In the previous blog, we studied the properties and applications of the trie data structure. In this blog, we will study Suffix trees, an advanced version of tries.
In a trie, each node represents a single element. This representation is not efficient, as we can see in the image below, where the words Romane, Romanus, Romulus, Rubens, Ruber, Rubicon, and Rubicundus are represented in a trie structure.
We can see that the letters "O", "A" from the word "ROMANE" and the letters "U", "N", "D", "U", and "S" from the word "RUBICUNDUS" have only one child. If we store these letters together in a single node, we will not lose out on any information.
Although tries have good time complexity, they are space inefficient as they store only one letter in an edge. We remove this space inefficiency by keeping multiple characters of a word in a single node reducing the number of extra edges and nodes needed while maintaining the same symbolic meaning and the performance of tries. In the worst-case scenario, the space required by a compressed trie will be equivalent to that of a simple trie.
The following image shows how the compressed trie will look after inserting all the previously inserted words in the trie.
The internal nodes will have at least two children in a compressed trie. Also, it has almost N leaves, where N is the number of strings inserted in the compressed trie. Combining these facts, we can conclude that there are at most 2N -1 nodes in the trie. So the space complexity of a compressed trie is O(N) compared to the O(N²) of a standard trie. Efficient storage is one of the reasons to use compressed tries over classic tries.
Suffix trees are also a compressed version of the trie that includes all of a string's suffixes. Various string-related problems can be solved using suffix trees, which are discussed later in the blog.
Let S be a string of length n. S[i, j] denotes the substring of S from index i to j. Before constructing the suffix tree, we concatenate a new character, $, to S. By adding this unique character to the end of S, we can avoid cases when a suffix is a prefix of another suffix.
A suffix tree is a rooted, directed tree. It has n leaf nodes labeled from 1 to n, and its edges are labeled by the letters. On a path from the root to the leaf j, one can read the string's suffix S[j, n] and a $ sign. Such a path is denoted by P(j), and its label is referred to as the path label of j and denoted by L(j).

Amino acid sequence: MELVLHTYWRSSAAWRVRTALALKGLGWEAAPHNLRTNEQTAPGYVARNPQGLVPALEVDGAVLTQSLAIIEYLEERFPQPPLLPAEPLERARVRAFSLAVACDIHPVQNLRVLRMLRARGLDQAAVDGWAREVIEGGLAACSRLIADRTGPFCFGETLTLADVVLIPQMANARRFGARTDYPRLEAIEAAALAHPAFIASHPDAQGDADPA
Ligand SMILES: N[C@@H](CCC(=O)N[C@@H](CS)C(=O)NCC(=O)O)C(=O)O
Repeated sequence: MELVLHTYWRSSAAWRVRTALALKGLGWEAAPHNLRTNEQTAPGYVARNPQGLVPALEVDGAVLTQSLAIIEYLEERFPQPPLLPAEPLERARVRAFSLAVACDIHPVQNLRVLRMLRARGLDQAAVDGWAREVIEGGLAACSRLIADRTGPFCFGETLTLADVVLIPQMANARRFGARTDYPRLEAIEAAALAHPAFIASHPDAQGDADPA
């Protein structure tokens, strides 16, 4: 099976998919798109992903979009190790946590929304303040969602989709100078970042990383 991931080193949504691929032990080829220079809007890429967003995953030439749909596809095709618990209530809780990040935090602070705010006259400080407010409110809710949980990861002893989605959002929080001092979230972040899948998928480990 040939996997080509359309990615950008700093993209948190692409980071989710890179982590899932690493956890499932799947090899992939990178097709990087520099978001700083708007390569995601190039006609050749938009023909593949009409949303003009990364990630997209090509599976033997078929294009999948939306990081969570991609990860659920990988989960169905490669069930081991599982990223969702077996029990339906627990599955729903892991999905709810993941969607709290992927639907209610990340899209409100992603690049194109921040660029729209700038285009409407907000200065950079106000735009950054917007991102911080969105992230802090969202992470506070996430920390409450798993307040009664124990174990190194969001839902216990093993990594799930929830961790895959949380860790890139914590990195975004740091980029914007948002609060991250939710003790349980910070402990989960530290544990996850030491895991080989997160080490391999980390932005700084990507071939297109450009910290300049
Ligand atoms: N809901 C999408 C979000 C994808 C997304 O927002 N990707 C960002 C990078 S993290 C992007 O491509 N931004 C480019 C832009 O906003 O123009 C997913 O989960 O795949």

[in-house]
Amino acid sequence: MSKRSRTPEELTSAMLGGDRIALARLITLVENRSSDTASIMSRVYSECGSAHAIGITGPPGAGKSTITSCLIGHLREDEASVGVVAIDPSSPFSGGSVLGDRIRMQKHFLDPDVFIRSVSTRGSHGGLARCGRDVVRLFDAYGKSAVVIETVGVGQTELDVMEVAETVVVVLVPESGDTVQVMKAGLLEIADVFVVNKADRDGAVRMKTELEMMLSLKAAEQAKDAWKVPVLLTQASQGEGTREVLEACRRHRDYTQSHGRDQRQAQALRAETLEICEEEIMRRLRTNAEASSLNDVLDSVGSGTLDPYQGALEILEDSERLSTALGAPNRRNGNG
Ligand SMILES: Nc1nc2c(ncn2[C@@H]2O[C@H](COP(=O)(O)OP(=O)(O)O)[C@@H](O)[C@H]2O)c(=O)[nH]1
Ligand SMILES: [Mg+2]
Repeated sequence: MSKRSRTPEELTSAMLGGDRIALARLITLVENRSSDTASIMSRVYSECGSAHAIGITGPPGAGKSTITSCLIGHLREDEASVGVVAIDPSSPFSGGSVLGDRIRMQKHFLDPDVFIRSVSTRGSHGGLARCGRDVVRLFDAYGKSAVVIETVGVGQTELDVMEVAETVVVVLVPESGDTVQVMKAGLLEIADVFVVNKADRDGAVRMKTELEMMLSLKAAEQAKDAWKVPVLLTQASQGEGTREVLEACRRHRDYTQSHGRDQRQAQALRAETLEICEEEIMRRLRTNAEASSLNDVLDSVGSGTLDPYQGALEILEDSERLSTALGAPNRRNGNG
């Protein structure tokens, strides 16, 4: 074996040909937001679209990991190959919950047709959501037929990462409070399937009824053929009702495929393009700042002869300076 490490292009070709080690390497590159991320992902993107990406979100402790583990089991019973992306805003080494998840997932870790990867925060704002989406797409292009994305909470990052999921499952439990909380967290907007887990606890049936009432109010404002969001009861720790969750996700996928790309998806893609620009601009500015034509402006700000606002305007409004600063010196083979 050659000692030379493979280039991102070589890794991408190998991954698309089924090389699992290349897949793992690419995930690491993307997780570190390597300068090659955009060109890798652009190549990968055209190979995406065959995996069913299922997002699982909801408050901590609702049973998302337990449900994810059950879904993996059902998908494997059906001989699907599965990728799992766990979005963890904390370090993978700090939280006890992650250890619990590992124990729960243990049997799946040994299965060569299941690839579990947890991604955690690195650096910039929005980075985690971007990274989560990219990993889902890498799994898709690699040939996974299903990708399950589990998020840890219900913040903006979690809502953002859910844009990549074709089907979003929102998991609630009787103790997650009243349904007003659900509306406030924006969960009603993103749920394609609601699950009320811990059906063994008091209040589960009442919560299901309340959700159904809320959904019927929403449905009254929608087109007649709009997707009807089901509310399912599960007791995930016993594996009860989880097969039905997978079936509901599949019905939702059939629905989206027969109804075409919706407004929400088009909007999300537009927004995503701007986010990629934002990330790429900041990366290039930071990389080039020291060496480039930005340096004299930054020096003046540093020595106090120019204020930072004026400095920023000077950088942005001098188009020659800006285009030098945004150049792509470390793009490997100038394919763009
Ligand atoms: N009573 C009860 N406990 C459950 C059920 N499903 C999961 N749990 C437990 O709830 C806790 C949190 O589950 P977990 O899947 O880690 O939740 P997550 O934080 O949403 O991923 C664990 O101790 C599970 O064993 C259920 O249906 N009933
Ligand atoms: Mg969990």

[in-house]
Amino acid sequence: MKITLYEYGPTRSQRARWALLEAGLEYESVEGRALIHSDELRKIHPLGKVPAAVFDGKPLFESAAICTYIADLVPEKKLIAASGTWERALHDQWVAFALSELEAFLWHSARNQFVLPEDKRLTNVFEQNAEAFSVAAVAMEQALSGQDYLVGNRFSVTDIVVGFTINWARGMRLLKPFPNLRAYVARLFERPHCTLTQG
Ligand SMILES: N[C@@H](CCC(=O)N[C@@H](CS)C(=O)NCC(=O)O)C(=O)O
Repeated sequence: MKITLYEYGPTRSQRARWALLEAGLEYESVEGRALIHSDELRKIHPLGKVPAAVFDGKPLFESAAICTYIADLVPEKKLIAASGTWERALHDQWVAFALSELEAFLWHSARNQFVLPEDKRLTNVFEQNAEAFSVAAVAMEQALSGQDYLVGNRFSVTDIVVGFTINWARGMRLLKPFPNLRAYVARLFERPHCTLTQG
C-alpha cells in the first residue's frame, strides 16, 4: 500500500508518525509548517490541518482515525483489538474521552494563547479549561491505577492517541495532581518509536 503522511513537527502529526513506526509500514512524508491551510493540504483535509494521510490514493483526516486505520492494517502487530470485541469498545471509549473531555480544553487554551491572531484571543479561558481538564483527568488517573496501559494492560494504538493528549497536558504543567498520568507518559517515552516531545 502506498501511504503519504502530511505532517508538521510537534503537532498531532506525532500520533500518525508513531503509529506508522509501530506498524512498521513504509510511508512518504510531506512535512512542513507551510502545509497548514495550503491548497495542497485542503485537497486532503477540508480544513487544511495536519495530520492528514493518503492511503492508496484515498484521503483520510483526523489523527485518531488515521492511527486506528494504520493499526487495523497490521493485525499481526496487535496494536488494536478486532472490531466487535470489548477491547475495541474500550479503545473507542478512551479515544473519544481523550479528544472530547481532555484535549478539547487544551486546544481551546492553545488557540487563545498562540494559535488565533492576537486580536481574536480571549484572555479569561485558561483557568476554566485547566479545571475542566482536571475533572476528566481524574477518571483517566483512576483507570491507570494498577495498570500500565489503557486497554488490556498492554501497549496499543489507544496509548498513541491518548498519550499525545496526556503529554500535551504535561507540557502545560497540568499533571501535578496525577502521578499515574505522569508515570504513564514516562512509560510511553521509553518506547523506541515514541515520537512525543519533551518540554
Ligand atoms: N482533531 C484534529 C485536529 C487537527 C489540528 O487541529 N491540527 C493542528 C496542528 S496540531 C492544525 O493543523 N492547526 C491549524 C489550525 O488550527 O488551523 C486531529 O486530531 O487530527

Image of suffix tree for the word “aabccb”
Suffix trees use much space, as we can see from the above image. There are long branches that can be compressed, as discussed earlier. A compact suffix tree of S is a rooted directed tree with n leaves. Each internal node has at least two children. The label of a path is the concatenation of the labels on its edges.
Image of compressed suffix tree for the word “aabccb”
The brute force algorithm to construct a suffix tree is to consider all suffixes of a string and insert them one by one into a trie. This will take O(N²) time as there are N suffixes, and each suffix will take O(N) time to insert into the trie. This method of constructing suffix trees is inefficient for large strings, and we need to find a better method to construct the suffix tree.
The basic idea of Ukkonen's Algorithm is to divide the process of constructing a suffix tree into phases. Further, each phase is divided into extensions. In phase i, the ith character is considered. In phase i, all the suffixes of the string S[1:i] are inserted into the trie, and inserting the jth suffix, S[j: i], in a phase is called the jth extension of that phase. So, in the ith phase, there are i extensions and overall there are N such phases. It looks like this is O(N²) task, but the algorithm exploits the fact that these are suffixes of the same string and uses different mechanisms that bring down the time complexity to O(N).